ISSN ISSN 1178-6191

Maori Health Review

Making Education Easy Issue 73 - 2018

Maori Health Review

Ethnic disparities in attendance at New Zealand’s chronic pain services

Authors: Lewis GN et al.

Summary: These researchers sought to determine how well DHB chronic pain services serve the diverse ethnic population in NZ and the clinical presentation of patients attending the clinics. Demographic data of patients attending for an initial assessment in 2015 were requested from all DHBs that offered a multidisciplinary chronic pain service. Overall, Europeans were over-represented at the services by 9%, while Pasifika and Asians were under-represented by 58% and 49%, respectively. Māori patients had significantly poorer scores than Europeans in all clinical assessment measures, while Pasifika and Asian patients scored significantly worse than Europeans on the majority of measures on clinical assessments.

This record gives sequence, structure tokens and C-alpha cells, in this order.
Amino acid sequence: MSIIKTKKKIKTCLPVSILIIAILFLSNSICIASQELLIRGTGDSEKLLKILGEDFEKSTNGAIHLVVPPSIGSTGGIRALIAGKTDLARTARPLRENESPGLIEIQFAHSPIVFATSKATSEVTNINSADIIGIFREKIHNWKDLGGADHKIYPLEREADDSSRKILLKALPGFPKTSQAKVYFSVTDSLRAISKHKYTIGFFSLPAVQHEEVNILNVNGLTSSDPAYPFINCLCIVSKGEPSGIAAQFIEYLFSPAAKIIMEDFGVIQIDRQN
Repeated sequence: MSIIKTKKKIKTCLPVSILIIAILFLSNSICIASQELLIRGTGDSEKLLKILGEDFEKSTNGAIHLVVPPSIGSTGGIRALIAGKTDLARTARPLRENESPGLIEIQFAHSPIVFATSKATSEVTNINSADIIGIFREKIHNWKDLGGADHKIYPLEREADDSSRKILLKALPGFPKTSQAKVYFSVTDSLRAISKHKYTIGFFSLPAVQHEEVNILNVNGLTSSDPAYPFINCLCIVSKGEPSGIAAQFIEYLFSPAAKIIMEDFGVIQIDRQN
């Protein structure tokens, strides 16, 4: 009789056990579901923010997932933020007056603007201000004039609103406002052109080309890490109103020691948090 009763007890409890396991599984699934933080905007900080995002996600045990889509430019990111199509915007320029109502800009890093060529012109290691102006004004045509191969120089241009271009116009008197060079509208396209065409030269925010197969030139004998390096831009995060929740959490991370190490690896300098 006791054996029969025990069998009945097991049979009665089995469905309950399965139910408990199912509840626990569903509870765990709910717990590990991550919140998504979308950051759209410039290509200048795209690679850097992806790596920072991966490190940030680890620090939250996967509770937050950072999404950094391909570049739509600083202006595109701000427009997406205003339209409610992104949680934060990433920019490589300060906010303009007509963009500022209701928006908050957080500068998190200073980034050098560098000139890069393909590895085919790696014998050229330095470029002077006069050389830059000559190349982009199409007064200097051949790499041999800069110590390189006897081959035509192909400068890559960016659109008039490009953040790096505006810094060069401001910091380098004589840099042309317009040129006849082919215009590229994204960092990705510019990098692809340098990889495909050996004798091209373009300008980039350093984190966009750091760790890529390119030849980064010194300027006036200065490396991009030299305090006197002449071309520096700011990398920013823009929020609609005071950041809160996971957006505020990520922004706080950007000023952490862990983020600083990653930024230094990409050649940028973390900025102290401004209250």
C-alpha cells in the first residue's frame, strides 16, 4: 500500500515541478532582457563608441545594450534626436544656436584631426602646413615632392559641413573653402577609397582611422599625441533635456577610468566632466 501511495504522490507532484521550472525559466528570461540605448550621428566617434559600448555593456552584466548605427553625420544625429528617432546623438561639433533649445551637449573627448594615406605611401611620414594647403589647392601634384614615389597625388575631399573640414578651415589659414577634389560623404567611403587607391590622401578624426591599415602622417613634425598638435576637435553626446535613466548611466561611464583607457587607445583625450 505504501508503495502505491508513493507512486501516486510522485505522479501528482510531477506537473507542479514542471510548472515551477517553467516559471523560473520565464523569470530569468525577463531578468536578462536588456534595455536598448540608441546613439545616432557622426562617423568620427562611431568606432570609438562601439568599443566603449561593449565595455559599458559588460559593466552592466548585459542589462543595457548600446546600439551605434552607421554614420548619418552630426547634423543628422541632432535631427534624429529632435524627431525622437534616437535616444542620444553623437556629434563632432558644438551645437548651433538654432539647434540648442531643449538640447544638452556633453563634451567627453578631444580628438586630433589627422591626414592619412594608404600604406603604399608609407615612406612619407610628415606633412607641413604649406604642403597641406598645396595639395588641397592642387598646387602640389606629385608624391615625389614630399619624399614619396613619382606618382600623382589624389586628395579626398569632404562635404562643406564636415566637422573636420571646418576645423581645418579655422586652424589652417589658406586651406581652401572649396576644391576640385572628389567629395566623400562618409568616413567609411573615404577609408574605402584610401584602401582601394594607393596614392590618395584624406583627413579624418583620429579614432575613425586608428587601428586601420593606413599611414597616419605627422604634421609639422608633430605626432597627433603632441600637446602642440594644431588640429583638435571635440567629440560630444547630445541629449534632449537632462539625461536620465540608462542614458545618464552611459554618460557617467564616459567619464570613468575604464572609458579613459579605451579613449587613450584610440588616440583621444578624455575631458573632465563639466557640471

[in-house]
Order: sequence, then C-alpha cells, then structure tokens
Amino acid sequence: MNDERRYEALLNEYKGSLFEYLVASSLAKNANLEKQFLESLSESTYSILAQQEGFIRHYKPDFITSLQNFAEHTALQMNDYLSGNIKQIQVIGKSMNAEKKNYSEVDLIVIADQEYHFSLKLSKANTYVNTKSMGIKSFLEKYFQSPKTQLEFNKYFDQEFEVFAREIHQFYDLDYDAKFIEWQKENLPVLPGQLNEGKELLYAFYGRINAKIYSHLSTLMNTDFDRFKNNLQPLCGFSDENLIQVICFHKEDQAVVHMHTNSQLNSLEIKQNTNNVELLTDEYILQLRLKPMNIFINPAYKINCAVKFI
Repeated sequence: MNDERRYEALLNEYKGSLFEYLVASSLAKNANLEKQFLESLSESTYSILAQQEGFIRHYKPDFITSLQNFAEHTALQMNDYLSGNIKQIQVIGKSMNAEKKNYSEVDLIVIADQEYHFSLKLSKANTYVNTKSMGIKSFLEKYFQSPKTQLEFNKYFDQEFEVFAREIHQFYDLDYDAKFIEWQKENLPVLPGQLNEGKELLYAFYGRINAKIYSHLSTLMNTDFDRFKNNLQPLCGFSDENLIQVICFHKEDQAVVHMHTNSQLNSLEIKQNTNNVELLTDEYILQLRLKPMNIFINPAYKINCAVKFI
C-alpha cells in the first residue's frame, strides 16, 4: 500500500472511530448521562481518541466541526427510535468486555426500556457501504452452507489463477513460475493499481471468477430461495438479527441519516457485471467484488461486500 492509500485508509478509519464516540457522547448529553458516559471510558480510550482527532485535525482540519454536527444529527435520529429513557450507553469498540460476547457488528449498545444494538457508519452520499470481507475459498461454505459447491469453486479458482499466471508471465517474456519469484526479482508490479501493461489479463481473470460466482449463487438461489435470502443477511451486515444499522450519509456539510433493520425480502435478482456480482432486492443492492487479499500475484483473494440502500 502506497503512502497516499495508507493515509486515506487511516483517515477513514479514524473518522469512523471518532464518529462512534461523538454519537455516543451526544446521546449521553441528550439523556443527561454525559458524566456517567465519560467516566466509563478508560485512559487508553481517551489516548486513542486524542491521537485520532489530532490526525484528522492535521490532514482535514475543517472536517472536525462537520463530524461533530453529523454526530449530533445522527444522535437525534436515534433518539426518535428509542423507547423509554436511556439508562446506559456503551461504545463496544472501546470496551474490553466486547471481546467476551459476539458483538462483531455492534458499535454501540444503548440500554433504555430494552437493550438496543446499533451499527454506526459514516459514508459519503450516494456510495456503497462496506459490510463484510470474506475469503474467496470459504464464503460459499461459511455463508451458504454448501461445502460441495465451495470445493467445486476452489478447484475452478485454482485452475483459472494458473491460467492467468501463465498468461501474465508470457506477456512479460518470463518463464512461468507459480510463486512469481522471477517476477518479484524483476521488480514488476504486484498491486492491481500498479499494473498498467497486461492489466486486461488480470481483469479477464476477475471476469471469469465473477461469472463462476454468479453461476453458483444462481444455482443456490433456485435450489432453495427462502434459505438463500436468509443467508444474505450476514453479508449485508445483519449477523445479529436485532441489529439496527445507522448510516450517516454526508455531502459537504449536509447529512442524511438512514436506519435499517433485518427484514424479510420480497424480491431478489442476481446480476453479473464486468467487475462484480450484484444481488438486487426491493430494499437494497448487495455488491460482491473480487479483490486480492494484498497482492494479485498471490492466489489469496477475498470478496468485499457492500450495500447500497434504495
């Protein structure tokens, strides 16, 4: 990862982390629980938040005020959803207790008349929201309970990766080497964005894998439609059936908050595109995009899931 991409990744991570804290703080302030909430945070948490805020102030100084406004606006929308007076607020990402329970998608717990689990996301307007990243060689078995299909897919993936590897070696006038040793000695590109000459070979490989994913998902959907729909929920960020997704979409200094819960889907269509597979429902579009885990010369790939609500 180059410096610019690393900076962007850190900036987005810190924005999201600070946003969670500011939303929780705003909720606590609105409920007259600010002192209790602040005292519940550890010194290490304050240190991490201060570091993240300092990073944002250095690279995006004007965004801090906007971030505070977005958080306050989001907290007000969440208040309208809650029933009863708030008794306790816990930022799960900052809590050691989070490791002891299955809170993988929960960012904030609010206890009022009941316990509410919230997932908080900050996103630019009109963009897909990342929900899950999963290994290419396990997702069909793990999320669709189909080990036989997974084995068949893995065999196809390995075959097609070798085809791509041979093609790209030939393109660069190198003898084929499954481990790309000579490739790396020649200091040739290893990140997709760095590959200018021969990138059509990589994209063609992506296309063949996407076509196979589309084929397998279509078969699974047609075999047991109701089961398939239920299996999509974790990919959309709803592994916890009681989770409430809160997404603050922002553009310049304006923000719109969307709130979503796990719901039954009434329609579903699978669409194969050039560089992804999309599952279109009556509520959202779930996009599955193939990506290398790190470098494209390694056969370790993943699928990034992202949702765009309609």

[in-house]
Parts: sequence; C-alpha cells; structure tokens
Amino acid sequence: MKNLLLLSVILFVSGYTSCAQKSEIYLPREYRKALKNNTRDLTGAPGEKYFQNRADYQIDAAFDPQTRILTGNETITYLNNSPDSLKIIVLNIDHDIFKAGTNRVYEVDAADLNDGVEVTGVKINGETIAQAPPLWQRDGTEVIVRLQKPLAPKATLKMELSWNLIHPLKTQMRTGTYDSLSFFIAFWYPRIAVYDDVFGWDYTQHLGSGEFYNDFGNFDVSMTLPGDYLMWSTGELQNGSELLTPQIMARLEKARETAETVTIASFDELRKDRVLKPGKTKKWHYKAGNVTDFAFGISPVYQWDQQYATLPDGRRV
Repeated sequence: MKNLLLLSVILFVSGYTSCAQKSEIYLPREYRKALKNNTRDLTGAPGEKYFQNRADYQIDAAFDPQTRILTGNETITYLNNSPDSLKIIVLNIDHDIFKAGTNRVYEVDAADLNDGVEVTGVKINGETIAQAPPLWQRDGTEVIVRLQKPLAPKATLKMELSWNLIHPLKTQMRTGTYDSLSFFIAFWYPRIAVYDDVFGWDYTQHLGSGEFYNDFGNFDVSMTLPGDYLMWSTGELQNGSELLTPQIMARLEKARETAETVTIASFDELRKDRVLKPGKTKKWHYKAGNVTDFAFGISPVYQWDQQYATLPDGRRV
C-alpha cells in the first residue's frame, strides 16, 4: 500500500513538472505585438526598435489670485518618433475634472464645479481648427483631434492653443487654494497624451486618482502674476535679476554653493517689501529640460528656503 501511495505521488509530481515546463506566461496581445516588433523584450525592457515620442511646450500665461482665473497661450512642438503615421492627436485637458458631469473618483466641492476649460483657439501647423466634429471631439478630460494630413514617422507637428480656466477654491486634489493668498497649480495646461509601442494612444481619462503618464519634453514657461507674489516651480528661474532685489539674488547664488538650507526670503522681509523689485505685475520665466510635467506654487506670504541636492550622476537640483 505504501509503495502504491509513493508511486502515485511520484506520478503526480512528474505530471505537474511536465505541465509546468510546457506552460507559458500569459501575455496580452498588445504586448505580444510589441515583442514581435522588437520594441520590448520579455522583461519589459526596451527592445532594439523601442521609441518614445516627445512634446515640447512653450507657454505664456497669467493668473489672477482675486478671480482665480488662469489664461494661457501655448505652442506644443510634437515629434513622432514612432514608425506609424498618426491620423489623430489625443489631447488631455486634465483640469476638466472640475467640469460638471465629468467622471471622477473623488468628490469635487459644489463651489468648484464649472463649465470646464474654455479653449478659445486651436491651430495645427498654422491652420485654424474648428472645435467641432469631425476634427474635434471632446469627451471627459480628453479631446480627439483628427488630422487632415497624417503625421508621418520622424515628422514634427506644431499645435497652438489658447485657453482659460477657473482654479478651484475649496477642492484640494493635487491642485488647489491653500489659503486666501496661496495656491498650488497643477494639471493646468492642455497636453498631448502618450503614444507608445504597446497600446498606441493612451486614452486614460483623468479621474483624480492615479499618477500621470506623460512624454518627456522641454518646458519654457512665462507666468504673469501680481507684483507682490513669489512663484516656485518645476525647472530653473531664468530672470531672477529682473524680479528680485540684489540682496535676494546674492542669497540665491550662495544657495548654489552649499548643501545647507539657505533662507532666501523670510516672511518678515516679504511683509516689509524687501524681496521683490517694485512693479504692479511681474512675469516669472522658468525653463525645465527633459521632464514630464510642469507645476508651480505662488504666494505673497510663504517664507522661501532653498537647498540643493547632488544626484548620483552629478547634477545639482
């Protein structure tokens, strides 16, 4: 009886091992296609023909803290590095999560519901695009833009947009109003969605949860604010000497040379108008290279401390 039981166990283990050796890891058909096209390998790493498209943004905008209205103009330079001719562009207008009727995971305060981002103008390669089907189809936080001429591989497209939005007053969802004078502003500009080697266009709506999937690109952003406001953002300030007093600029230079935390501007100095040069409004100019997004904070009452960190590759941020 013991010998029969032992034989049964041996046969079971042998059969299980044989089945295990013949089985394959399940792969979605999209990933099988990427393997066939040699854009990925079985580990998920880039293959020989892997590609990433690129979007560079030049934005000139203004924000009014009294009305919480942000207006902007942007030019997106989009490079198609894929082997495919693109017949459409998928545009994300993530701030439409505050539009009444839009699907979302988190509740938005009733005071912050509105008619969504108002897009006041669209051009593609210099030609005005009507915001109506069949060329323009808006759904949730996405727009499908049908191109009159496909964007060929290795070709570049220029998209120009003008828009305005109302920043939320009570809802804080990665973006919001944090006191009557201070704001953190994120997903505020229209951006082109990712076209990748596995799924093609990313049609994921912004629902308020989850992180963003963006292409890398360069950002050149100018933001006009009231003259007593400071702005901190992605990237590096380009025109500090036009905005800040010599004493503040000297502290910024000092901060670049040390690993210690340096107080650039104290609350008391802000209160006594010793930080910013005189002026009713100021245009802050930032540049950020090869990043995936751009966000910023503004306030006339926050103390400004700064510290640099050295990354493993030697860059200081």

Comment: Having seen international studies showing ethnic disparities in pain care and outcomes, I was interested to see these NZbased results. Importantly, the researchers have provided a useful ‘audit-tool’ for future monitoring of care and outcomes by ethnicity in NZ pain services.

Reference: N Z Med J. 2018;131(1472):21-8


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Disclaimer: This publication is not intended as a replacement for regular medical education but to assist in the process. The reviews are a summarised interpretation of the published study and reflect the opinion of the writer rather than those of the research group or scientific journal. It is suggested readers review the full trial data before forming a final conclusion on its merits.